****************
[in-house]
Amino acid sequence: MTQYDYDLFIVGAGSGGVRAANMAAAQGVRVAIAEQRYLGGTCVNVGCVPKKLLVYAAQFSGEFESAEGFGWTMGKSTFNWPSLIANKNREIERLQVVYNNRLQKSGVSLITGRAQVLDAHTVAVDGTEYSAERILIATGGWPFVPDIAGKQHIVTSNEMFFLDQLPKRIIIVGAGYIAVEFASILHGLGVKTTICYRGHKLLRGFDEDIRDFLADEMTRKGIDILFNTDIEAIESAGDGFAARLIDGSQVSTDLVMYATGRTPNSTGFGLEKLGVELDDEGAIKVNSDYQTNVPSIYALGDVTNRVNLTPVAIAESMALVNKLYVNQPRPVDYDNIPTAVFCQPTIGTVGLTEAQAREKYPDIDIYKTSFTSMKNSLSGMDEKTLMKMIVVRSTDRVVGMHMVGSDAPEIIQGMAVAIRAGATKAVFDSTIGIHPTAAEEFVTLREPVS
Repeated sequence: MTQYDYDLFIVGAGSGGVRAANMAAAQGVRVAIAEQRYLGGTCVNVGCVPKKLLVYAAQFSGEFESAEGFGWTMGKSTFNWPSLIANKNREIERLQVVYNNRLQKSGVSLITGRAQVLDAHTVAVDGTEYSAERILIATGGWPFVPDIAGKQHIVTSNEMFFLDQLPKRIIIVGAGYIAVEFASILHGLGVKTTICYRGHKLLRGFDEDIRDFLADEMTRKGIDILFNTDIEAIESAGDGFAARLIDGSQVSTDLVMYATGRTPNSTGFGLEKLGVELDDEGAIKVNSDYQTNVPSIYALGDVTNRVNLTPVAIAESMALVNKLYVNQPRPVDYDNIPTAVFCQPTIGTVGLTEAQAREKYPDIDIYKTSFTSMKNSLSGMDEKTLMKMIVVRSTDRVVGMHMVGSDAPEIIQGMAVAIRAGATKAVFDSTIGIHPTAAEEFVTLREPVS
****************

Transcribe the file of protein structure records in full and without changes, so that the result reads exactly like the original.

[in-house]
Amino acid sequence: MTQYDYDLFIVGAGSGGVRAANMAAAQGVRVAIAEQRYLGGTCVNVGCVPKKLLVYAAQFSGEFESAEGFGWTMGKSTFNWPSLIANKNREIERLQVVYNNRLQKSGVSLITGRAQVLDAHTVAVDGTEYSAERILIATGGWPFVPDIAGKQHIVTSNEMFFLDQLPKRIIIVGAGYIAVEFASILHGLGVKTTICYRGHKLLRGFDEDIRDFLADEMTRKGIDILFNTDIEAIESAGDGFAARLIDGSQVSTDLVMYATGRTPNSTGFGLEKLGVELDDEGAIKVNSDYQTNVPSIYALGDVTNRVNLTPVAIAESMALVNKLYVNQPRPVDYDNIPTAVFCQPTIGTVGLTEAQAREKYPDIDIYKTSFTSMKNSLSGMDEKTLMKMIVVRSTDRVVGMHMVGSDAPEIIQGMAVAIRAGATKAVFDSTIGIHPTAAEEFVTLREPVS
Repeated sequence: MTQYDYDLFIVGAGSGGVRAANMAAAQGVRVAIAEQRYLGGTCVNVGCVPKKLLVYAAQFSGEFESAEGFGWTMGKSTFNWPSLIANKNREIERLQVVYNNRLQKSGVSLITGRAQVLDAHTVAVDGTEYSAERILIATGGWPFVPDIAGKQHIVTSNEMFFLDQLPKRIIIVGAGYIAVEFASILHGLGVKTTICYRGHKLLRGFDEDIRDFLADEMTRKGIDILFNTDIEAIESAGDGFAARLIDGSQVSTDLVMYATGRTPNSTGFGLEKLGVELDDEGAIKVNSDYQTNVPSIYALGDVTNRVNLTPVAIAESMALVNKLYVNQPRPVDYDNIPTAVFCQPTIGTVGLTEAQAREKYPDIDIYKTSFTSMKNSLSGMDEKTLMKMIVVRSTDRVVGMHMVGSDAPEIIQGMAVAIRAGATKAVFDSTIGIHPTAAEEFVTLREPVS